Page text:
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I'm implementing a system in C, implemented partially as a library. The library does most of the memory management itself, with the application layer just having to call *_destroy functions on the top-level objects.

While checking for memory leaks, I noticed that the number of calls to malloc seemed quite high, relative to the size of the application code. The performance of the code seems fine, but I've been bitten by "fast enough" code before when trying to scale.

The number of allocations roughly matches the number of objects created, including child objects of the top-level ones. So creating a single top-level object might trigger 7 malloc calls, since it needs one for itself and then a couple for it's children that may also need a few children.

Unfortunately, I'm relatively new to C programming, though generally experienced as a programmer, and have no idea whether or these numbers are normal or not.

So what would a good rule-of-thumb be for number of allocations? I know that less would generally be better, but changing the code to allow it would introduce complexity that I'm not willing to add without a significant increase in performance.

Also, should I worry about the performance of malloc/free or is that the realm of real-time performance (games etc.)?

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The usual answer for this thing is to wait until you can measure if there's a problem.

My experience has been that malloc() is rarely an issue, but perhaps I also do more CPU-intensive work than you do, so malloc() isn't in the critical path.

Definitely some people are constrained by the malloc performance. See, for example, , where github switched to using TCMalloc for MySQL and got a 30% performance improvement. There's more discussion at .

TCMalloc is one of several malloc replacements. Another is jemalloc, and a third is nedmalloc.

So, if you think it's a problem (eg, because profiling shows that you're stuck in malloc/free often) then try one of those out and see if it improves things.

If it's a concern now, then perhaps you can think about how your code is structured. The biggest improvement is to realize that you don't need to think of "one structure = one malloc."

For example, I once wrote a parser for a tab-separated document. While I could have turned each row and field into its own string, it was faster to scan the document, count the number of rows and columns, and do a single malloc for the row/field pointers. Then in the second step, scan the document again, assign the correct pointers to the head of each field, and replace the tabs and newlines with a NUL to get proper NUL-terminated strings for the field.

This meant that my parser now "owned" the document string, which was acceptable. And it reduced the complexity of the code, even if the malloc performance wasn't critical.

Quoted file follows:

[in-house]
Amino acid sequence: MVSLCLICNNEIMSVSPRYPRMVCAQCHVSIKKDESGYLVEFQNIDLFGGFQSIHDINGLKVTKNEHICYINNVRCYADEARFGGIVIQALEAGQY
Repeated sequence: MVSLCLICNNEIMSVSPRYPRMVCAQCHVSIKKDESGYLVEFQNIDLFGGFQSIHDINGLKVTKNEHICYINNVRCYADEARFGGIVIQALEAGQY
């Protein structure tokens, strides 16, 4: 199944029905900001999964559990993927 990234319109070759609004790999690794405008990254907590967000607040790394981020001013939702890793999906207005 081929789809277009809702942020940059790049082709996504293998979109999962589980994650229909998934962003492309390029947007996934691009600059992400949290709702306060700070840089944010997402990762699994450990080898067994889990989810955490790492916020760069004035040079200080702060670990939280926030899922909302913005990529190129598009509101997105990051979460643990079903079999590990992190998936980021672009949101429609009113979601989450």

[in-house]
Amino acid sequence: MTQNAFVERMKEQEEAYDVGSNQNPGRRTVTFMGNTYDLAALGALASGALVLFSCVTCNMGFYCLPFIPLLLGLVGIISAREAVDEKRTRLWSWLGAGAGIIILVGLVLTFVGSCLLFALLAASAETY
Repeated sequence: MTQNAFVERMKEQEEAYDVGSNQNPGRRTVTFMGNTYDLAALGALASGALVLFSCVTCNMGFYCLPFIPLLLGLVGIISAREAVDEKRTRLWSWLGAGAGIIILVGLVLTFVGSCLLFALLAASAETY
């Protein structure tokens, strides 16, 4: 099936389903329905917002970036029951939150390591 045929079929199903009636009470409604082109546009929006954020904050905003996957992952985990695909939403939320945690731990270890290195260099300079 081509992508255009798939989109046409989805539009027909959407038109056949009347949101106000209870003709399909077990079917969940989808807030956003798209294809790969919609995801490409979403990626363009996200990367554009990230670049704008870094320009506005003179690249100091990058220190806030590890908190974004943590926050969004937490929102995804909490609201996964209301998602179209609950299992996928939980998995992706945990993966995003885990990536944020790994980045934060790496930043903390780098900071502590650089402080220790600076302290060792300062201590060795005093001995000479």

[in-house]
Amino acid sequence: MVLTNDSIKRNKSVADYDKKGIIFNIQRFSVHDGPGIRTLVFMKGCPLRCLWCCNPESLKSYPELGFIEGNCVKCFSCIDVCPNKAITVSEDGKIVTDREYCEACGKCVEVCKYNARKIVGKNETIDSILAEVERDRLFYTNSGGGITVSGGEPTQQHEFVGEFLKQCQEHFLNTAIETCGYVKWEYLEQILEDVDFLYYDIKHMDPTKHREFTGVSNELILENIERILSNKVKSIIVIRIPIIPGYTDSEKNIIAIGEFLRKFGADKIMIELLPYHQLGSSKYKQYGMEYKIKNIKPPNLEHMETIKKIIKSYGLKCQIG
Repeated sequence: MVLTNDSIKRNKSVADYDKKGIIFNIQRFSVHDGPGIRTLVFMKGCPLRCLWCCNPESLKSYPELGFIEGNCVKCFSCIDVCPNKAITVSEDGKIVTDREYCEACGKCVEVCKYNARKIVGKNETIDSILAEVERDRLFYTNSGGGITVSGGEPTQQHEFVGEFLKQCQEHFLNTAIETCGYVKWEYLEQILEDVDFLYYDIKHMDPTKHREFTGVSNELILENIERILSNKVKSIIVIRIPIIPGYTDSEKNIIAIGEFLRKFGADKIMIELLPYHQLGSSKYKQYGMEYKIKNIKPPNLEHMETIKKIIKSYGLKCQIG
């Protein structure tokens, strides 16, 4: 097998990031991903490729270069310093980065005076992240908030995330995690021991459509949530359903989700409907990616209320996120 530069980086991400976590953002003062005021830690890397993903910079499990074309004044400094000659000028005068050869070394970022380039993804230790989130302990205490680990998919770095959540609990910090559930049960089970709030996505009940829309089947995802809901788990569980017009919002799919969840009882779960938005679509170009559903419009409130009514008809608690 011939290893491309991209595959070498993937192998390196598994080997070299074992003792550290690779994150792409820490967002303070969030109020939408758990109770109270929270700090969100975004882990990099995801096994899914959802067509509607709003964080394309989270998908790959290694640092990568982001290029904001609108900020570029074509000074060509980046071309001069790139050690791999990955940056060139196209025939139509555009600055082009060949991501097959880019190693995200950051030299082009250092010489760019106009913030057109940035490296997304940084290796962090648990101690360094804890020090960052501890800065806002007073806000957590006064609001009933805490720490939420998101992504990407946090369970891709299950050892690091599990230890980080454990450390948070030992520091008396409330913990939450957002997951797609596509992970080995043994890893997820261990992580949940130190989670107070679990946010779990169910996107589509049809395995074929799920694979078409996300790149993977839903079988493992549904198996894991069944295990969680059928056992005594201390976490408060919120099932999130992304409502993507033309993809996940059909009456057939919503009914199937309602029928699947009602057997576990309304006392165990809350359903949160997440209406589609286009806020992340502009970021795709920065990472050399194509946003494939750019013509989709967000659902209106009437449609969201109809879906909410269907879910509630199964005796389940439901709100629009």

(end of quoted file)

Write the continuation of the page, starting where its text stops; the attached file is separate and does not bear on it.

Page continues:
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It's not actually a problem right now, I just don't want it to become a problem. The 1-malloc-per-object is more down to the way the api is designed than a specific though process. I have written code (a parser too) that worked like your parser. – Aatch Mar 20 '13 at 0:57

It's not always the malloc and free performance that is an issue. You can run into problems with cache locality (or rather a lack of cache locality), and that can really hit performance if you are doing a lot of processing on the data.

If you are worried you could switch to a memory-pooled scheme for all, most, or some parts of your API. I'm sure there are plenty of tools out there to do this in a generic way, but more often than not the pooling requirements of an application are so basic that it's trivial to implement yourself.

Unfortunately, you are the best judge of whether pooling will benefit your application, and whether it is worth the effort and increased complexity. Just remember, a pool can be as simple as a large char buffer.

Just watch out for memory alignment issues (like don't start objects at non-aligned memory addresses).

A classic argument I like to give for memory pools is a 2D array...

So often, you see people allocate a chunk for the row pointers, and then loop through allocating each row... You have to do more error handling, the 'delete' function is a pain, and at the end of it you get a matrix whose row index and individual rows could be fragmented across your address space.

Yet, all you really needed to do was allocate one block of memory with enough space for a bunch of pointers and the 2D data segment, then index it. It's not technically a pool, but it is smarter use of memory.

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